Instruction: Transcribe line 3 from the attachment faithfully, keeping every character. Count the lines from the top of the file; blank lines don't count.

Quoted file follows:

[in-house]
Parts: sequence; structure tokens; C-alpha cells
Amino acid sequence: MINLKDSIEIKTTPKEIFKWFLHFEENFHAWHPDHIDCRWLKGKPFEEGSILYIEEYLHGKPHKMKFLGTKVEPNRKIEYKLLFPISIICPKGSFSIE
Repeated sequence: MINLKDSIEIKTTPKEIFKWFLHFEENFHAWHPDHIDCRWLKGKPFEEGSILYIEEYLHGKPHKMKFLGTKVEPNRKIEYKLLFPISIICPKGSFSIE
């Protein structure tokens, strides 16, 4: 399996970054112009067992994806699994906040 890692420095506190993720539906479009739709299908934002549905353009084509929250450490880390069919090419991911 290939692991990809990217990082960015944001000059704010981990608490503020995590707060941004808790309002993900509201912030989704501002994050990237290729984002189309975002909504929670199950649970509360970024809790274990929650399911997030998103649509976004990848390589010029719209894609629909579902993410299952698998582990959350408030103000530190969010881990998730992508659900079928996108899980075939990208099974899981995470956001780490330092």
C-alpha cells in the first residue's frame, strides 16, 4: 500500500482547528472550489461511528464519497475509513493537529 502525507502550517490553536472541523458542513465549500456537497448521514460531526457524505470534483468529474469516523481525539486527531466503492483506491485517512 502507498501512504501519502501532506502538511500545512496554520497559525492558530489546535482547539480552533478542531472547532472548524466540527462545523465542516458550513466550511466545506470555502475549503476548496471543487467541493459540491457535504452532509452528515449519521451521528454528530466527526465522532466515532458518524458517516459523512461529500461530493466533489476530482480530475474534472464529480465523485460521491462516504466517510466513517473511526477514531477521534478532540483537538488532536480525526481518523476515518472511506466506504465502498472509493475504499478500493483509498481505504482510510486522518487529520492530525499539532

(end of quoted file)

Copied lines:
Amino acid sequence: MINLKDSIEIKTTPKEIFKWFLHFEENFHAWHPDHIDCRWLKGKPFEEGSILYIEEYLHGKPHKMKFLGTKVEPNRKIEYKLLFPISIICPKGSFSIE